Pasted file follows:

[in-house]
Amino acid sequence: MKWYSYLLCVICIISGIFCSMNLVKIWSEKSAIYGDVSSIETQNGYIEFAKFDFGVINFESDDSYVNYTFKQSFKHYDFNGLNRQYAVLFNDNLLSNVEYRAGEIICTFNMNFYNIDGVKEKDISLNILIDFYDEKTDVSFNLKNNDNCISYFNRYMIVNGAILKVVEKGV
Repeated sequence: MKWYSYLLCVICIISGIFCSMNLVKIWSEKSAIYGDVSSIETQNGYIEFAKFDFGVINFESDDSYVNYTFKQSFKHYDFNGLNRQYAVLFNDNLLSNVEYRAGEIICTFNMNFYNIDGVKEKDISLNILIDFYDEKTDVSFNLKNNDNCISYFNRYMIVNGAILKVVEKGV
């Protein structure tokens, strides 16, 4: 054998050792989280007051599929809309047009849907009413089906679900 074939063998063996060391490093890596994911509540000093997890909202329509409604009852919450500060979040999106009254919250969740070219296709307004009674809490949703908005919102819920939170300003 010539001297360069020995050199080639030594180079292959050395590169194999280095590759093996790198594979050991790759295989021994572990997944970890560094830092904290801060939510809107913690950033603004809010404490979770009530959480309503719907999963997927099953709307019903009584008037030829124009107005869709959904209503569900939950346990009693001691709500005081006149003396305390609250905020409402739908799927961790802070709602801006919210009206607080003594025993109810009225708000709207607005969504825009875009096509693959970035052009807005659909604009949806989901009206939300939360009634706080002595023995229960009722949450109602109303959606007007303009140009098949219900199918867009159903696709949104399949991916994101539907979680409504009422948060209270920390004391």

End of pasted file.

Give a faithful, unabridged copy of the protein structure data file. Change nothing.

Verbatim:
[in-house]
Amino acid sequence: MKWYSYLLCVICIISGIFCSMNLVKIWSEKSAIYGDVSSIETQNGYIEFAKFDFGVINFESDDSYVNYTFKQSFKHYDFNGLNRQYAVLFNDNLLSNVEYRAGEIICTFNMNFYNIDGVKEKDISLNILIDFYDEKTDVSFNLKNNDNCISYFNRYMIVNGAILKVVEKGV
Repeated sequence: MKWYSYLLCVICIISGIFCSMNLVKIWSEKSAIYGDVSSIETQNGYIEFAKFDFGVINFESDDSYVNYTFKQSFKHYDFNGLNRQYAVLFNDNLLSNVEYRAGEIICTFNMNFYNIDGVKEKDISLNILIDFYDEKTDVSFNLKNNDNCISYFNRYMIVNGAILKVVEKGV
């Protein structure tokens, strides 16, 4: 054998050792989280007051599929809309047009849907009413089906679900 074939063998063996060391490093890596994911509540000093997890909202329509409604009852919450500060979040999106009254919250969740070219296709307004009674809490949703908005919102819920939170300003 010539001297360069020995050199080639030594180079292959050395590169194999280095590759093996790198594979050991790759295989021994572990997944970890560094830092904290801060939510809107913690950033603004809010404490979770009530959480309503719907999963997927099953709307019903009584008037030829124009107005869709959904209503569900939950346990009693001691709500005081006149003396305390609250905020409402739908799927961790802070709602801006919210009206607080003594025993109810009225708000709207607005969504825009875009096509693959970035052009807005659909604009949806989901009206939300939360009634706080002595023995229960009722949450109602109303959606007007303009140009098949219900199918867009159903696709949104399949991916994101539907979680409504009422948060209270920390004391």